Daniel Klier, Global Head of Sustainable Finance, HSBC
Moving green finance to the mainstream
In June, the UK became the first major economy to commit to reaching net zero carbon emissions by 2050.
This was welcome. Political action is a necessary step towards limiting global temperature increases to two degrees, as set out by the 2015 Paris Agreement. But it is not sufficient.
An estimated USD100 trillion of new spending is required by 2030 to transition to a low-carbon economy. Governments and public sector bodies cannot do this on their own. Banks, investors and issuers must pull their weight. So far, we aren’t doing enough.
Green bonds issuance grew by 3 per cent from 2017 to 2018, totalling USD167.6 billion by the end of the year. Total sustainable debt issuance reached USD247 billion in 2018. These figures look big – but they won’t make a dent in climate change.
What can be done to tackle this?
Banks, investors and issuers must pull their weight
First, we need to be confident in the business case for green finance. We need to move green finance out of its niche position and make sustainable projects the norm.
A boost in demand has to be matched by an uptick in supply. Here, investors face a problem – what truly counts as sustainable? A lack of certainty has so far impaired the uptake of sustainable investment.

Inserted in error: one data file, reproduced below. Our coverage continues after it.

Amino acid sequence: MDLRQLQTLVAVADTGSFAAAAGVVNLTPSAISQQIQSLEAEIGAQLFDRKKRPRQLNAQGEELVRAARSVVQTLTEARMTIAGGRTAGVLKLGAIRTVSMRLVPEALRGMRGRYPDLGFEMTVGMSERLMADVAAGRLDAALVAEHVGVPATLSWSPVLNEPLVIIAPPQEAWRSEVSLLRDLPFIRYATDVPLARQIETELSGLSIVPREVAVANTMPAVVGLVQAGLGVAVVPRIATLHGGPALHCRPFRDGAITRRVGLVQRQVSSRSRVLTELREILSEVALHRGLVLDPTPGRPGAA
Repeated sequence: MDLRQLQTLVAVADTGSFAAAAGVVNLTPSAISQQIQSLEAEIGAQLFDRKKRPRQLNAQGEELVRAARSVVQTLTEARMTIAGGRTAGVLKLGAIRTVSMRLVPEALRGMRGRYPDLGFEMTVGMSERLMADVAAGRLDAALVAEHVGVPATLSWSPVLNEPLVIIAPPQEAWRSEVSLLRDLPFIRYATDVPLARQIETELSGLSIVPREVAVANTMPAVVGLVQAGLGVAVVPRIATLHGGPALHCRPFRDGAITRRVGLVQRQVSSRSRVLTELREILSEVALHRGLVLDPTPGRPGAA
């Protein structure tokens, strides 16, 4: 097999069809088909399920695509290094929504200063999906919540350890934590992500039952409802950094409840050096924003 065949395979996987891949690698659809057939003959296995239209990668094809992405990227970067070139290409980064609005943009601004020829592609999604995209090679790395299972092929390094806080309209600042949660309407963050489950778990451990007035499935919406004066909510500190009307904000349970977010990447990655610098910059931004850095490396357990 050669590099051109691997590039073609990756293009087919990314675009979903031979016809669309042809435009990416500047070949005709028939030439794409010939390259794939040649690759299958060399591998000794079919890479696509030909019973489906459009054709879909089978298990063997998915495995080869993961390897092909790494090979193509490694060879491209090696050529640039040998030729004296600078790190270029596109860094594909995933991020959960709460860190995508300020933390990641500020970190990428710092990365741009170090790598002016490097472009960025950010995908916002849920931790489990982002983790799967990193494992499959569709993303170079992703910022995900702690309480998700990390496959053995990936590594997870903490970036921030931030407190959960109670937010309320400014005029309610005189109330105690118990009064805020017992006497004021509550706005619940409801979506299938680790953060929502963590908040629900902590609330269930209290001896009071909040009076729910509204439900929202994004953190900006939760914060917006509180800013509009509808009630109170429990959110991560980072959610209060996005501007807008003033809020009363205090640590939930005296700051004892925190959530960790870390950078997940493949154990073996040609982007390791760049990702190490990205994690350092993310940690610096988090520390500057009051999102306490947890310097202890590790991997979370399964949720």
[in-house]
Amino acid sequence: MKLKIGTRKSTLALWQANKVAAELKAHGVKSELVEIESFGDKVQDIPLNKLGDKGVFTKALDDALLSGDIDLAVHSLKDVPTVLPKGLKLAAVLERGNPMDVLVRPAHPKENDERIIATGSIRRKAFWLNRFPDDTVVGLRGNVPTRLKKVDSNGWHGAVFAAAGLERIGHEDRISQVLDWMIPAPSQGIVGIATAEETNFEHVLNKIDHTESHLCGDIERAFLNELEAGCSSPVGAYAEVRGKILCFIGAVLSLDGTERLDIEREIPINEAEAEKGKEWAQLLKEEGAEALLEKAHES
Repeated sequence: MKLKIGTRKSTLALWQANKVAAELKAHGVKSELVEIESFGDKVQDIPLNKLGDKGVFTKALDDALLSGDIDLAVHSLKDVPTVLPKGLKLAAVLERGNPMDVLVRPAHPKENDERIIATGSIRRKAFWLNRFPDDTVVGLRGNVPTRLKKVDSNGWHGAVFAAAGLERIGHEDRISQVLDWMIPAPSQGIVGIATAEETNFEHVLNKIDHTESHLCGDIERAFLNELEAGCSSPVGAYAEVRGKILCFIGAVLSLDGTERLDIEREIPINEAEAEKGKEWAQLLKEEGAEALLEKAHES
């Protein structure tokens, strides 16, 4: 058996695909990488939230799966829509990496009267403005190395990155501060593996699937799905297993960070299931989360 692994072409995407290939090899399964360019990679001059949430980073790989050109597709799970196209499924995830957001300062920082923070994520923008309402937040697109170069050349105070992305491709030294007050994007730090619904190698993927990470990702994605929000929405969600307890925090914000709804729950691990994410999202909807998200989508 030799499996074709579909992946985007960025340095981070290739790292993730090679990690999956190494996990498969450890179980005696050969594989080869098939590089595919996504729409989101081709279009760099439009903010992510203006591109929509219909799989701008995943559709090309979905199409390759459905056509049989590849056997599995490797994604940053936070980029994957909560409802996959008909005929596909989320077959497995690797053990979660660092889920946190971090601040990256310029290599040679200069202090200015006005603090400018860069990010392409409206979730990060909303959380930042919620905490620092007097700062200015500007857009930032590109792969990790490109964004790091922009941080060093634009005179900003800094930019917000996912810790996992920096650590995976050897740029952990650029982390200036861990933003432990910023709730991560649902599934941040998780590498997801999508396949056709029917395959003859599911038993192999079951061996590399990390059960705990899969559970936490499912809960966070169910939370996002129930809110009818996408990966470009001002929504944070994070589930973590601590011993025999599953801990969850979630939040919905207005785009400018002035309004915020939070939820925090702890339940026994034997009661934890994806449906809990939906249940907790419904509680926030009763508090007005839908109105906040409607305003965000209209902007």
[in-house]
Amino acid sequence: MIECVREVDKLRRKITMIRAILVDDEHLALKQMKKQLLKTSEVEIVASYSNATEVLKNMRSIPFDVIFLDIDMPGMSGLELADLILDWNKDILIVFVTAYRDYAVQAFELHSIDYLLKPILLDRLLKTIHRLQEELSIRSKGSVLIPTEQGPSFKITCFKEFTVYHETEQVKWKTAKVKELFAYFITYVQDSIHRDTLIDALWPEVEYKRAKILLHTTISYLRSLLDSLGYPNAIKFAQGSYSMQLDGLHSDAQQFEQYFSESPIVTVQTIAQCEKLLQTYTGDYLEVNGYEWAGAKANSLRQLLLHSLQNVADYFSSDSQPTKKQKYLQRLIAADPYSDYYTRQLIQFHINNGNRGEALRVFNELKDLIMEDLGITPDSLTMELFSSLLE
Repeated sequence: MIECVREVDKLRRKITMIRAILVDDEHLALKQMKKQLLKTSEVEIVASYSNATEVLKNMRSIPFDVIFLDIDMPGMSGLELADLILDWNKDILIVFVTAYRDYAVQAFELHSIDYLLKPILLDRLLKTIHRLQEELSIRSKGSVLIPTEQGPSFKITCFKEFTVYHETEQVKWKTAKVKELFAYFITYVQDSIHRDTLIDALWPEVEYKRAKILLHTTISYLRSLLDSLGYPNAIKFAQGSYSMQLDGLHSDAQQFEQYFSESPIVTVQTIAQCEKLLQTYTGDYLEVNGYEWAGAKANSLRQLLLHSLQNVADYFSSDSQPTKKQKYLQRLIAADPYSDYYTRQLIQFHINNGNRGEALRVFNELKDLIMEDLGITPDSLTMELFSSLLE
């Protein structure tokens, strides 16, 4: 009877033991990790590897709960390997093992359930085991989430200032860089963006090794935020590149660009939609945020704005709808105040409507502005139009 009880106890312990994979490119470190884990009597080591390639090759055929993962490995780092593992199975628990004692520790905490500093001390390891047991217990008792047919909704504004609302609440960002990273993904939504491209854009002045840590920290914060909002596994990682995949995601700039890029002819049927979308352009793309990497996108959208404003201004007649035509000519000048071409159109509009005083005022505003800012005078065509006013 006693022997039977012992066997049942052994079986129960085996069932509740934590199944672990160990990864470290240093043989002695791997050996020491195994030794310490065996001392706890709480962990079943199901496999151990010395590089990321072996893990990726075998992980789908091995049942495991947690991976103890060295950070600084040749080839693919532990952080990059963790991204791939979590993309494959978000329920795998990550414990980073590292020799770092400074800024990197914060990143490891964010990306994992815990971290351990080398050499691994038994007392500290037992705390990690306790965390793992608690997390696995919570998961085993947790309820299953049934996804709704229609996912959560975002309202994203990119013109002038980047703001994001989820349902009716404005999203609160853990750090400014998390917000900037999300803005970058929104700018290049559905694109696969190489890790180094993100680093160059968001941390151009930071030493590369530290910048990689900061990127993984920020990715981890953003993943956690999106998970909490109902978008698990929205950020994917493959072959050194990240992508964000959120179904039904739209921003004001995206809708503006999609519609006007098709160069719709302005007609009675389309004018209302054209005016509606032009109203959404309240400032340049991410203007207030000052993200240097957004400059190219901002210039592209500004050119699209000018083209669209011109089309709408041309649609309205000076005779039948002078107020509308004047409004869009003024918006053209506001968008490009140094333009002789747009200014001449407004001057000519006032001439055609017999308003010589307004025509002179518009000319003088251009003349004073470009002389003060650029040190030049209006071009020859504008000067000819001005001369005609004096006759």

Improved disclosure may not be a particularly exciting term, but giving investors more information could unlock the true power of sustainable finance.
HSBC and other financial institutions have been closely involved in the Task Force on Climate-related Financial Disclosures (TCFD), which has developed a voluntary disclosure benchmark for green and sustainable issuance.
We support voluntary disclosure, but the private sector has very little time left to show that this can work. Otherwise it will become mandatory.
Finally, we need to let people exercise the power of their wallets.
In many countries, consumers can specifically choose electricity providers that generate 100 per cent of their power from renewables. They should have the same freedom of choice with retail investment and other financial products – mortgages, insurance and pensions.
If our climate problem is to be solved, it will be through countless incremental changes across every area of our lives.
The financial sector is uniquely placed to help make this happen. Our industry can channel cash flows from across the world into the right places. We must meet the challenge in front of us, and open the taps on green finance.
This is an edited version of an article that first appeared in The Daily Telegraph in the UK on 25 June 2019.
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